question of the day: Are superhero films popular because our real leaders have failed us?
Today’s question comes from reader Lorenzo Lamas, who wants to know:
Are superhero films popular because our real leaders have failed us?
It’s an interesting notion, and if even a little true, the record-smashing (estimated) $200 million North American opening for Marvel’s The Avengers (known as Avengers Assemble in the U.K., where it also broke records when it opened here last week) might suggest both that our leaders are failing more now than ever before, and that us regular peons are feeling it and are angrier about it than ever before.
Of course Avengers is simply a kickass movie, but clearly there’s something about it that hits a zeitgeist nerve, too. And it’s far from the only superhero movie to strike a chord in recent years. As the Chicago Sun-Times points out about the previous biggest-weekend-ever record-holders:
Until the “Harry Potter” finale, 2008’s “The Dark Knight” had held the revenue record with a $158.4 million debut. Before that, the record-holder was 2007’s “Spider-Man 3” with $151.1 million.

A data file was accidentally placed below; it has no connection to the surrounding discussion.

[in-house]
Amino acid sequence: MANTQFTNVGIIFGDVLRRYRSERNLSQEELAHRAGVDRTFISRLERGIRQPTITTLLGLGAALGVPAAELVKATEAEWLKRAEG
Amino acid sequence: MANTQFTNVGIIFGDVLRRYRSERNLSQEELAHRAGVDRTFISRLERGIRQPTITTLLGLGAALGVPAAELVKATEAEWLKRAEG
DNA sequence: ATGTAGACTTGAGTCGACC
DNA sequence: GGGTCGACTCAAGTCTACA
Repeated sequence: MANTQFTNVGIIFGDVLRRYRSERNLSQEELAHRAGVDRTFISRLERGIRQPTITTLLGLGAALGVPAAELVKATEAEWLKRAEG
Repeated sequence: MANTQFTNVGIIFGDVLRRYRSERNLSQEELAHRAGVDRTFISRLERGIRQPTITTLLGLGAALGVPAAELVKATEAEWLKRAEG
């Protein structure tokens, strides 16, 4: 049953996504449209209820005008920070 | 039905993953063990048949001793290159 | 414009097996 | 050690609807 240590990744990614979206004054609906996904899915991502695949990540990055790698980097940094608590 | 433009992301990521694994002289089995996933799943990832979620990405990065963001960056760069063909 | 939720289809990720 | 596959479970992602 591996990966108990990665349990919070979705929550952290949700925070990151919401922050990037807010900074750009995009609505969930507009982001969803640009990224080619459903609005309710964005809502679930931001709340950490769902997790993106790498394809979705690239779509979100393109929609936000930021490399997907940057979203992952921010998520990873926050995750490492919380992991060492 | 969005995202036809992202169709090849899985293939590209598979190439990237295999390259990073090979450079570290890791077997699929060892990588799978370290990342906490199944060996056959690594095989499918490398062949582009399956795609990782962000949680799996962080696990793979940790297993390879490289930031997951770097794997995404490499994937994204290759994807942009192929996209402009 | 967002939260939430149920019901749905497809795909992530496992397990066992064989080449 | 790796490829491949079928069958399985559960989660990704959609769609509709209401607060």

Arguably even Harry Potter can be classified as a superhero, in that he has supernatural powers beyond that of ordinary humans and uses them to fight on our behalf (even if we never know it).
So, what do you think? If it isn’t a failure of faith in our leaders that has made superhero films so popular in recent years, just what is it about this moment that has caused a resurgence in superheroes’ popularity?
(If you have a suggestion for a QOTD, feel free to email me. Responses to this QOTD sent by email will be ignored; please post your responses here.)
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